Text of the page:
LDEA Releases 2018 Annual Report

Mr. Marcus Soko, director-general, LDEA.

-Says over L$1M worth of narcotics drugs, 245 suspects were arrested

Authorities at the Liberia Drugs Enforcement Agency (LDEA) on Monday, January 7, released its 2018 annual report with a call for budgetary increment and logistical support.

The report, which was issued yesterday in Monrovia, called on the government to revisit the drug law so as to sufficiently empower the LDEA in making the country a drug free nation through a viable court system that will cooperate with the agency.

LDEA further anticipates that the report will enable the public constructively analyze and profile the agency on the basis of its achievements, challenges and recommendations as it continues to provide security and control over the influx of illegal substances and drug trafficking in the country.

During the period of 2018, the agency experienced a vigorous and accelerating mode of transformation and coordination that resulted into changing the past tradition of engagement to a more legally-oriented and approachable manner to the extent that LDEA arrested at least L$129,847,387.5 worth of narcotics drugs, while a total of 245 suspects were forwarded to court for prosecution.

“Of the suspects, 202 are males, while 43 are females, with 150 being Liberians, while 95 are foreigners. From cases investigated so far, 58 have been indicted, 37 prosecuted, while 150 cases are pending court trial.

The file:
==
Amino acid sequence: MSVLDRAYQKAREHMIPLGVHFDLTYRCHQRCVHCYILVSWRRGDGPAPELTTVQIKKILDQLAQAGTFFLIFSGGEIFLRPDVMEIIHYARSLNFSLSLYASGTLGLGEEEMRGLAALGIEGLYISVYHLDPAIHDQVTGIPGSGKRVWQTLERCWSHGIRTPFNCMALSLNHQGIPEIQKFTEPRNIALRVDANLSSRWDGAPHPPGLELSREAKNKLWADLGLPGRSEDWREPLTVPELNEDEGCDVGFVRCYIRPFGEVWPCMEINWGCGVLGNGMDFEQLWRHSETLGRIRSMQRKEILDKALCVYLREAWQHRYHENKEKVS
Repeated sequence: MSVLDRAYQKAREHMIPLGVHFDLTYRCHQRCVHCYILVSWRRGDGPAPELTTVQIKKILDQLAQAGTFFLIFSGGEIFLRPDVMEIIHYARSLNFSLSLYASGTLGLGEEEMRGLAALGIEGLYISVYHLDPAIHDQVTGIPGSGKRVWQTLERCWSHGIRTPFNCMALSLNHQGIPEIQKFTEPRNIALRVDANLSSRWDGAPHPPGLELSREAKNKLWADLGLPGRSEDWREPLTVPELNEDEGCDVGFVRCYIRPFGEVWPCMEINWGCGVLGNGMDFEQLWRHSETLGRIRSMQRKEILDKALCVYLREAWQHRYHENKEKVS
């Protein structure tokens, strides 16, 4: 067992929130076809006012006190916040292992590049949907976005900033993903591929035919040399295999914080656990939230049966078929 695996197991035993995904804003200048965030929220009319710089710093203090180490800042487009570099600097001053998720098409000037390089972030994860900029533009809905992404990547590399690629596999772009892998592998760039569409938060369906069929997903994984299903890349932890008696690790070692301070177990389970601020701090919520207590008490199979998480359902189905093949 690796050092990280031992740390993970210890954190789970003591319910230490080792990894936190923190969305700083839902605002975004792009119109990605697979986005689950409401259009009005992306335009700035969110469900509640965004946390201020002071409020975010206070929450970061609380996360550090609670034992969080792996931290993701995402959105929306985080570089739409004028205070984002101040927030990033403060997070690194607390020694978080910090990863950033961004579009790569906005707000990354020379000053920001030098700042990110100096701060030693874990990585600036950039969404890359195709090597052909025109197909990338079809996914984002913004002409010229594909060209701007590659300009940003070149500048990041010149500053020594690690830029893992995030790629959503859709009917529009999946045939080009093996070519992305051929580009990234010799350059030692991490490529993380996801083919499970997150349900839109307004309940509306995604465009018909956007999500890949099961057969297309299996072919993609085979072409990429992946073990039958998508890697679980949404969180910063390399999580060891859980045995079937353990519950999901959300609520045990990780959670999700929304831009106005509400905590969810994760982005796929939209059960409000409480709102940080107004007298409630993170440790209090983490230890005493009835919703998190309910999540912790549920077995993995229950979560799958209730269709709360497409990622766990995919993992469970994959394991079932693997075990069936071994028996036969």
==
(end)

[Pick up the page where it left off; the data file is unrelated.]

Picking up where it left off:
“Considering this development, it is important to inform the public about the current status of the LDEA as it relates to the viability, readiness and challenges faced by the institution,” the report said.

At present, the agency is still struggling in terms of man power capacity to adequately combat the proliferation of drugs trafficking across the country, owing to the lack of mobility and other necessary logistical support to enhance the operational needs of the institution.

The LDEA has stressed the impediment it is faced with particularly in presenting evidence against suspects charged for illegal possession of controlled drugs or substances. In most cases, decisions rendered by the court do not corroborate the degree of evidence presented against suspects of drug trafficking.

The agency continues to face series of challenges, especially in adjudicating cases sent to court where lawyers representing government’s interest are usually concerned about other matters rather than cases presented by the LDEA, thus limiting the possibility of the institution to pursue cases to the fullest.

On the other hand, the LDEA has overemphasized the need for an increase in budgetary allotment, because, according to the report, “Its annual budget has not been able to significantly reflect the robustness and operational needs of the institution since it was enacted by the legislature.”

The LDEA believes that the increment of its annual budget is key to practically enhancing and accelerating the dividends  expected by the Liberian people.

By law, the LDEA report said, the Ministry of Justice is the Chief custodian of all FOC, and as a subsidiary of the MoJ and the first legal authority duly responsible to control situations arising from drug trafficking, it becomes our responsibility. .

The LDEA believes that making Liberia a drug-free nation is a national concern, and that all Liberians are encouraged to rally around the institution in the fight against the menace.

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